“They’re early.” He grunted with annoyance and then turned andlooked back into the kitchen, for that was who the fat man was: theLord of Vittles, overseer of the kitchen from which the Redeemerswere well fed and the boys hardly at all. “Twenty extra for dinner,” heshouted into the evil-smelling steam behind him. He turned back toCale.
“Were you thinking when you were by that window?”
“Were you daydreaming?”
“If I catch you loitering again, Cale, I’ll have the hide off you.Hear me?”
The Lord of Vittles turned back into the room and began to closethe door. As he did so, Cale spoke softly but quite distinctly, so thatanyone not hard of hearing would have picked it up.
“I hope you choke on it, you lardy dritsek.”
The door slammed shut, and Cale headed off down the corridordragging the large sack behind him. It took nearly fifteen minutes, runningmost of the way, before he came to the drum located at the end ofits own short passageway. It was called the drum because that was whatit looked like, as long as you disregarded the fact that it was six feet talland embedded in a brick wall. On the other side of the drum was aplace sealed off from the rest of the Sanctuary where, it was rumored,there lived twelve nuns who cooked for the Redeemers only and washedtheir clothes. Cale did not know what a nun was and had never seenone, although from time to time he did talk to one of them through thedrum. He did not know what made nuns different from other women,who were spoken of rarely and only then with distaste. There were twoexceptions: the Hanged Redeemer’s Holy Sister and the Blessed ImeldaLambertini, who at the age of eleven had died of ecstasy during her firstcommunion. The Redeemers had not explained what ecstasy was, andno one was foolish enough to ask. Cale gave the drum a spin, and thenit turned on its axis, revealing a large opening. He dumped the bluesack inside and gave it another spin, then he banged on the side, causingit to emit a loud boom. He waited for thirty seconds, and then amuffled voice spoke from the other side of the drum wall:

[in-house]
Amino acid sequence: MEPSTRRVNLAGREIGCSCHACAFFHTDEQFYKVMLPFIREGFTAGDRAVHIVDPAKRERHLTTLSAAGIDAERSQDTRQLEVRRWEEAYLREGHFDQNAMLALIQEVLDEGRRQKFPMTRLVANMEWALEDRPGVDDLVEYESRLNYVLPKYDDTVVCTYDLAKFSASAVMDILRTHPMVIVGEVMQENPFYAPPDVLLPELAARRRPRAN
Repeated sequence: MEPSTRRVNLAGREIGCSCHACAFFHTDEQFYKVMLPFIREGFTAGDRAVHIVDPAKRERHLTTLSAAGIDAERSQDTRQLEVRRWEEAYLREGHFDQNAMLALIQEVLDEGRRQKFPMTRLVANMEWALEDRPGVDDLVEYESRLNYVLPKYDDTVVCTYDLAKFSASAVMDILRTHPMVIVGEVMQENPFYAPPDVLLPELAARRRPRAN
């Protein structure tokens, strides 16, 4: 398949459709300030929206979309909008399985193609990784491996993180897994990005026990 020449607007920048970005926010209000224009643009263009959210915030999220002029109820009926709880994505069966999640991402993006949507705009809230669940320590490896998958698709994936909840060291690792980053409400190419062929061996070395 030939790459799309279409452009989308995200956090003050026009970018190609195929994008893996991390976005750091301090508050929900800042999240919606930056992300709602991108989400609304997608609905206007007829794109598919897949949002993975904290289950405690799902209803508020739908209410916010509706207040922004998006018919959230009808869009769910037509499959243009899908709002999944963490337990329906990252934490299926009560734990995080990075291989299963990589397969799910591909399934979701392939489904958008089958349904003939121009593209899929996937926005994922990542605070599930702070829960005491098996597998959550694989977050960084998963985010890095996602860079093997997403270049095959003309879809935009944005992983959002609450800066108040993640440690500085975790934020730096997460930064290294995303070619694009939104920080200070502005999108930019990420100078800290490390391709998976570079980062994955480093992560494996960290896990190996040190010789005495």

“What is it?”
Cale put his head next to the drum so he could be heard, his lipsalmost touching the surface.
“Redeemer Bosco wants this back by tomorrow morning,” heshouted.
“Why didn’t it come with all the others?”
“How the hell would I know?”
There was a high-pitched cry of muffled rage from the other sideof the drum.
“What’s your name, you impious pup?”
“Dominic Savio,” lied Cale.
“Well, Dominic Savio, I’ll report you to the Lord of Discipline andhe’ll have the hide off you.”
“I couldn’t care less.”
Twenty minutes later Cale arrived back at the Lord Militant’s trainingburoo. It was empty except for the Lord himself, who did not look up orgive any sign that he had seen Cale. He continued to write in his ledgerfor another five minutes before speaking, still without looking up.
“What took you so long?”
“The Lord of Vittles stopped me in the corridor of the outerbanks.”
“He heard a noise outside, I think.”
“What noise?” Finally, the Lord Militant looked at Cale. His eyeswere a pale, almost watery blue, but sharp. They did not miss much.Or anything.
“They were opening the Northwest Gate to let in the freshboys.He wasn’t expecting them today. I’d say his nose was out of joint.”